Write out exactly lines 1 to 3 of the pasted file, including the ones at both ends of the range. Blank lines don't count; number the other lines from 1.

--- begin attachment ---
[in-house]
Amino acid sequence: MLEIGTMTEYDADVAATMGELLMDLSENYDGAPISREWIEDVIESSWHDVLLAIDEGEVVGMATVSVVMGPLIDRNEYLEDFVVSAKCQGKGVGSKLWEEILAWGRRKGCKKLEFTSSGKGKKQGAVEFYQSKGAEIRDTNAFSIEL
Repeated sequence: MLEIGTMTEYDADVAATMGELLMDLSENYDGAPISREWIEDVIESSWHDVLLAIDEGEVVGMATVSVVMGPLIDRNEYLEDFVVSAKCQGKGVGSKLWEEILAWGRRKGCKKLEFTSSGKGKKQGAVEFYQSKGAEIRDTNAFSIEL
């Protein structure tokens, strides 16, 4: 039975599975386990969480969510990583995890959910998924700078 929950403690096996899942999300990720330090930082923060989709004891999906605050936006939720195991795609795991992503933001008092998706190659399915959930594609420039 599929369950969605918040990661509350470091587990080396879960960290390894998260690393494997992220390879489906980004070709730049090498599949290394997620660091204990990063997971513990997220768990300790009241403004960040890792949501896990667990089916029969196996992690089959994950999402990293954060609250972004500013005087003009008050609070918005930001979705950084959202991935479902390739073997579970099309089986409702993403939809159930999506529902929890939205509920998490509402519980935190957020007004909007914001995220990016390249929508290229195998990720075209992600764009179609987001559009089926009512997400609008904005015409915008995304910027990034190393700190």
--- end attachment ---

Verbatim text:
[in-house]
Amino acid sequence: MLEIGTMTEYDADVAATMGELLMDLSENYDGAPISREWIEDVIESSWHDVLLAIDEGEVVGMATVSVVMGPLIDRNEYLEDFVVSAKCQGKGVGSKLWEEILAWGRRKGCKKLEFTSSGKGKKQGAVEFYQSKGAEIRDTNAFSIEL
Repeated sequence: MLEIGTMTEYDADVAATMGELLMDLSENYDGAPISREWIEDVIESSWHDVLLAIDEGEVVGMATVSVVMGPLIDRNEYLEDFVVSAKCQGKGVGSKLWEEILAWGRRKGCKKLEFTSSGKGKKQGAVEFYQSKGAEIRDTNAFSIEL